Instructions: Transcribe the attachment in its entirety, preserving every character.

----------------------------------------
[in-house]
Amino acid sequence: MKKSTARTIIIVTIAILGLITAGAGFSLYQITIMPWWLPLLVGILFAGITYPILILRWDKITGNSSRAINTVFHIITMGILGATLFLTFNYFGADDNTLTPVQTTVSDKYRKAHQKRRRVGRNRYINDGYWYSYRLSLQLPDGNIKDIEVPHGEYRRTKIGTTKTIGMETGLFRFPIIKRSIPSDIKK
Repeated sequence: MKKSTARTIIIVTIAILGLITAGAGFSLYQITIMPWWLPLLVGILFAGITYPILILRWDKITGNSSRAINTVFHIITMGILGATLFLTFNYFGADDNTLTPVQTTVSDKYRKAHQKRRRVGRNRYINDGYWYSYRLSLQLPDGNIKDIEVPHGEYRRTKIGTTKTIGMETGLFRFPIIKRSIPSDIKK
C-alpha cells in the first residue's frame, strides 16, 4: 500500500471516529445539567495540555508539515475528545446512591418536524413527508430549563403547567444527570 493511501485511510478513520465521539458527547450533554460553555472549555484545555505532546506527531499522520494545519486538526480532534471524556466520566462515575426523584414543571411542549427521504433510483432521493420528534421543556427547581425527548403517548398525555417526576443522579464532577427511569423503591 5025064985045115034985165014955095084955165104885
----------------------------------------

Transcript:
[in-house]
Amino acid sequence: MKKSTARTIIIVTIAILGLITAGAGFSLYQITIMPWWLPLLVGILFAGITYPILILRWDKITGNSSRAINTVFHIITMGILGATLFLTFNYFGADDNTLTPVQTTVSDKYRKAHQKRRRVGRNRYINDGYWYSYRLSLQLPDGNIKDIEVPHGEYRRTKIGTTKTIGMETGLFRFPIIKRSIPSDIKK
Repeated sequence: MKKSTARTIIIVTIAILGLITAGAGFSLYQITIMPWWLPLLVGILFAGITYPILILRWDKITGNSSRAINTVFHIITMGILGATLFLTFNYFGADDNTLTPVQTTVSDKYRKAHQKRRRVGRNRYINDGYWYSYRLSLQLPDGNIKDIEVPHGEYRRTKIGTTKTIGMETGLFRFPIIKRSIPSDIKK
C-alpha cells in the first residue's frame, strides 16, 4: 500500500471516529445539567495540555508539515475528545446512591418536524413527508430549563403547567444527570 493511501485511510478513520465521539458527547450533554460553555472549555484545555505532546506527531499522520494545519486538526480532534471524556466520566462515575426523584414543571411542549427521504433510483432521493420528534421543556427547581425527548403517548398525555417526576443522579464532577427511569423503591 5025064985045115034985165014955095084955165104885